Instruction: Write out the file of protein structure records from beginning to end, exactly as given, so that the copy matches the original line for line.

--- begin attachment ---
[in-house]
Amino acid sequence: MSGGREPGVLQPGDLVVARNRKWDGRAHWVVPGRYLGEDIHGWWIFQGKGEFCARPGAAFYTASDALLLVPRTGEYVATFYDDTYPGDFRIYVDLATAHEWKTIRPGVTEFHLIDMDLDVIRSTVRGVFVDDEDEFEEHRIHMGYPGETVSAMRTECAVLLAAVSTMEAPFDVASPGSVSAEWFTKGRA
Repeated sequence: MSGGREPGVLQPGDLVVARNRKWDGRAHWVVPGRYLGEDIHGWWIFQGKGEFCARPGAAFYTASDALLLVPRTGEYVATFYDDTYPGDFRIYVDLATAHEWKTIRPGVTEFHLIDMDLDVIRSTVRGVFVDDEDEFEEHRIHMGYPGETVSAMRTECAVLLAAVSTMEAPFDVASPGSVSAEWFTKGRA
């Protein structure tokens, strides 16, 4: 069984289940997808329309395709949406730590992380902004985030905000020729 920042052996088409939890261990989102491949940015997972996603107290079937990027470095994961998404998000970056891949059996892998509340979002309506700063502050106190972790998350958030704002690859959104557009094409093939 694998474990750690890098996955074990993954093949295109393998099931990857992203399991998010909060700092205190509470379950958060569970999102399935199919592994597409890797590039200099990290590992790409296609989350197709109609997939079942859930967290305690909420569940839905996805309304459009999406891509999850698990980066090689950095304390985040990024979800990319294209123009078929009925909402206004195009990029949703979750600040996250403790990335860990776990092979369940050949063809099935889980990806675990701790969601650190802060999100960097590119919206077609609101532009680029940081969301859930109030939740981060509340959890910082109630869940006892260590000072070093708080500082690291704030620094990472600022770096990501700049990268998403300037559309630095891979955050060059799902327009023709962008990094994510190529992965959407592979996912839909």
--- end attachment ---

[in-house]
Amino acid sequence: MSGGREPGVLQPGDLVVARNRKWDGRAHWVVPGRYLGEDIHGWWIFQGKGEFCARPGAAFYTASDALLLVPRTGEYVATFYDDTYPGDFRIYVDLATAHEWKTIRPGVTEFHLIDMDLDVIRSTVRGVFVDDEDEFEEHRIHMGYPGETVSAMRTECAVLLAAVSTMEAPFDVASPGSVSAEWFTKGRA
Repeated sequence: MSGGREPGVLQPGDLVVARNRKWDGRAHWVVPGRYLGEDIHGWWIFQGKGEFCARPGAAFYTASDALLLVPRTGEYVATFYDDTYPGDFRIYVDLATAHEWKTIRPGVTEFHLIDMDLDVIRSTVRGVFVDDEDEFEEHRIHMGYPGETVSAMRTECAVLLAAVSTMEAPFDVASPGSVSAEWFTKGRA
């Protein structure tokens, strides 16, 4: 069984289940997808329309395709949406730590992380902004985030905000020729 920042052996088409939890261990989102491949940015997972996603107290079937990027470095994961998404998000970056891949059996892998509340979002309506700063502050106190972790998350958030704002690859959104557009094409093939 694998474990750690890098996955074990993954093949295109393998099931990857992203399991998010909060700092205190509470379950958060569970999102399935199919592994597409890797590039200099990290590992790409296609989350197709109609997939079942859930967290305690909420569940839905996805309304459009999406891509999850698990980066090689950095304390985040990024979800990319294209123009078929009925909402206004195009990029949703979750600040996250403790990335860990776990092979369940050949063809099935889980990806675990701790969601650190802060999100960097590119919206077609609101532009680029940081969301859930109030939740981060509340959890910082109630869940006892260590000072070093708080500082690291704030620094990472600022770096990501700049990268998403300037559309630095891979955050060059799902327009023709962008990094994510190529992965959407592979996912839909």